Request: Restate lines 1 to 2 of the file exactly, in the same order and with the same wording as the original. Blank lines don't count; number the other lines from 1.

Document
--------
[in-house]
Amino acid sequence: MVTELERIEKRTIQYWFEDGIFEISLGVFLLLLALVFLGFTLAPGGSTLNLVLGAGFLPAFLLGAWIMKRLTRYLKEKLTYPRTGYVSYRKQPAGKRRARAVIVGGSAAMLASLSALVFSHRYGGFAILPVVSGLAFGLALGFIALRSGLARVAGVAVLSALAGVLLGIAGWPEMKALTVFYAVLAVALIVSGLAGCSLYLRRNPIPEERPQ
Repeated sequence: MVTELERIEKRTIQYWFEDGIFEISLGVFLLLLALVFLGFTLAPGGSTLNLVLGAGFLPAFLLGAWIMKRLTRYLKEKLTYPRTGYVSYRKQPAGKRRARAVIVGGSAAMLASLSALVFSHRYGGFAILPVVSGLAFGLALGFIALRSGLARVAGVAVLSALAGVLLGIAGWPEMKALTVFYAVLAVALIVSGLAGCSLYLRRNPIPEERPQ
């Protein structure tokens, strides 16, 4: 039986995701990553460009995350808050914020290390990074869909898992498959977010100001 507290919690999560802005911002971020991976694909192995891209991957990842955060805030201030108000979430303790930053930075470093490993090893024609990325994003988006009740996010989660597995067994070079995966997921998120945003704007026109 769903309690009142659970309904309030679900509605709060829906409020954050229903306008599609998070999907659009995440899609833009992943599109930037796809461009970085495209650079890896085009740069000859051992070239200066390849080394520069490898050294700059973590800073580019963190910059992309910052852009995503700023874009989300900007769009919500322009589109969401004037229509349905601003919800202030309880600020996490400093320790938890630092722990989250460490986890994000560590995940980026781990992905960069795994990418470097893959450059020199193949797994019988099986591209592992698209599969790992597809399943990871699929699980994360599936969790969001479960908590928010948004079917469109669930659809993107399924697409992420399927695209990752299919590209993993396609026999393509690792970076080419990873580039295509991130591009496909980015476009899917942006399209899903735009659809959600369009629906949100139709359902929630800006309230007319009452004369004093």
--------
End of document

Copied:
[in-house]
Amino acid sequence: MVTELERIEKRTIQYWFEDGIFEISLGVFLLLLALVFLGFTLAPGGSTLNLVLGAGFLPAFLLGAWIMKRLTRYLKEKLTYPRTGYVSYRKQPAGKRRARAVIVGGSAAMLASLSALVFSHRYGGFAILPVVSGLAFGLALGFIALRSGLARVAGVAVLSALAGVLLGIAGWPEMKALTVFYAVLAVALIVSGLAGCSLYLRRNPIPEERPQ